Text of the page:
"Two Weeks Notice"

Even with a tired tycoon character and a lame script, Hugh Grant's wit and charm almost save this hit romantic comedy. But not quite.

Published January 8, 2003 9:00PM (EST)

There's nothing more knee-slappingly hilarious in a romantic comedy than the vision of conservative money-grubbers hooking up with lefty do-gooders. Or so Marc Lawrence, writer and director of "Two Weeks Notice" (he previously wrote the script for "Miss Congeniality"), would have us believe.

Love that blindly leaps economic boundaries can be a linchpin of great romantic comedy, as anybody who has ever fallen for "Holiday" or "My Man Godfrey" will tell you. But although the line between a classic setup and a gimmick may be fine, it can also be as deep as a chasm.

In "Two Weeks Notice" -- which, alas, takes place in a world where people are so busy making money they have forgotten how to use apostrophes -- Hugh Grant is George Wade, a bigwig real estate developer (and secret lover of architecture) who realizes that the best lawyer he could possibly hire for his company is the one who's always opposing his biggest projects: Lucy Kelson (Sandra Bullock), a Harvard-educated liberal who works for peanut shells (as opposed to actual peanuts) doing legal aid work, and who also has no qualms about lying down in front of wrecking balls when they threaten property that she feels is essential to the community.

Lucy takes the job, Wade drives her crazy and, pushed to her limit, she quits the gig. Only then does Cupid raise his weary head, remembering suddenly that he signed a contract to do his thing in a romantic comedy and realizing he'd better come up with something, fast. (Perhaps he's been hanging out too much with Charlie Kaufman.) So Lucy and George fall in love, for no discernible reason other than that, by the laws of romantic comedy, their union has been foreordained.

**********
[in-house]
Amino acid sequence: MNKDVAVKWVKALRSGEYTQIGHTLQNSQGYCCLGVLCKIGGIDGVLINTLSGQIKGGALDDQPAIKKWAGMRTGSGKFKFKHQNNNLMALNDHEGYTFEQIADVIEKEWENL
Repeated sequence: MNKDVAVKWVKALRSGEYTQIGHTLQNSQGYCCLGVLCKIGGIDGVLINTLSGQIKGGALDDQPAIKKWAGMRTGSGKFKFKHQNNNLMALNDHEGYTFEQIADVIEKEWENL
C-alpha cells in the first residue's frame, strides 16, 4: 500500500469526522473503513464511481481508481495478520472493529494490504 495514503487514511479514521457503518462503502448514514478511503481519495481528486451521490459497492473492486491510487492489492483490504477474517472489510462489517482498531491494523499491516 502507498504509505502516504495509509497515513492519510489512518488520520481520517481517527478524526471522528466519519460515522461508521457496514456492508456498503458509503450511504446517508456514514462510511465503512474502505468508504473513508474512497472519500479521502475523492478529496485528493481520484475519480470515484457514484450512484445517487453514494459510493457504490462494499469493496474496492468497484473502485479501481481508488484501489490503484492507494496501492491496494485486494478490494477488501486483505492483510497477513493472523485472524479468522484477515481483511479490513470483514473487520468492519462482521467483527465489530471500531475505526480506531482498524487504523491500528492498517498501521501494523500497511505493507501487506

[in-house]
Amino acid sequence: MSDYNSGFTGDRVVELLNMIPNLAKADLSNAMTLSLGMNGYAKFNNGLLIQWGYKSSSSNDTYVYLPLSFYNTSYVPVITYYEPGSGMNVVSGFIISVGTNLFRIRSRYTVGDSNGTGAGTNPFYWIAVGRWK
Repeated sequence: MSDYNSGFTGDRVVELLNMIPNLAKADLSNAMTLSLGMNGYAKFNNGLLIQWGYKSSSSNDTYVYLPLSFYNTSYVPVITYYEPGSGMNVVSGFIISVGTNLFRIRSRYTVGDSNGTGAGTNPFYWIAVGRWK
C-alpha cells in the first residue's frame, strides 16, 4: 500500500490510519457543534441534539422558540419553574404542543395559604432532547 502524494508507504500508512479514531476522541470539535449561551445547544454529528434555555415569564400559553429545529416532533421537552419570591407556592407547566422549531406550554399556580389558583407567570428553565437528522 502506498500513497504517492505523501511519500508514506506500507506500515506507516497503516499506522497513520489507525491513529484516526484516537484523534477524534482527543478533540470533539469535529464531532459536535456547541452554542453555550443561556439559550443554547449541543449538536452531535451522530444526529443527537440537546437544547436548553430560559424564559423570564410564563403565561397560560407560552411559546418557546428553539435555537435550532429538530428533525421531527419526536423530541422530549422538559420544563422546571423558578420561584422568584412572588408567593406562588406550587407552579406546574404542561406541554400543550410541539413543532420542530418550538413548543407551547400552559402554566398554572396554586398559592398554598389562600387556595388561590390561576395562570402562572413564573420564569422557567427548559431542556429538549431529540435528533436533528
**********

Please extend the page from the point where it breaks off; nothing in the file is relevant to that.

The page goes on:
There's nothing wrong with the setup of "Two Weeks Notice." In fact, it could have been a great one. But Lucy and George never spar over their socioeconomic differences, or their political disagreements -- and you know they must have them. When George approaches Lucy with that job offer, she barely bats an eyelash before trading her dowdy Indian skirts and Birkenstocks for trim tailored suits. Supposedly, she uses her powerful and high-paying position to benefit the community by doing pro bono work, but we never see her actually doing any. Mostly, she's fielding inconveniently timed cellphone calls from George, who's one of those poor little lost rich boys who can't figure out which of his 200 tuxedoes he should wear to this or that benefit.

"Two Weeks Notice" makes "Maid in Manhattan" -- in which a highfalutin Republican politico falls in love with a lowly hotel maid -- look like a brilliant Marxist treatise. Of course, romantic comedies don't have to be political at all -- but why bother with the clever setup if you're just going to waste it? Instead of using George and Lucy's most obvious differences to ignite sparks, Lawrence desperately looks elsewhere, seizing on George's haplessness and Lucy's personality tics. He shows us George and Lucy fumbling toward love in the most bored manner possible -- the whole movie feels like a sheaf of paperwork they have to complete before they can finally hook up.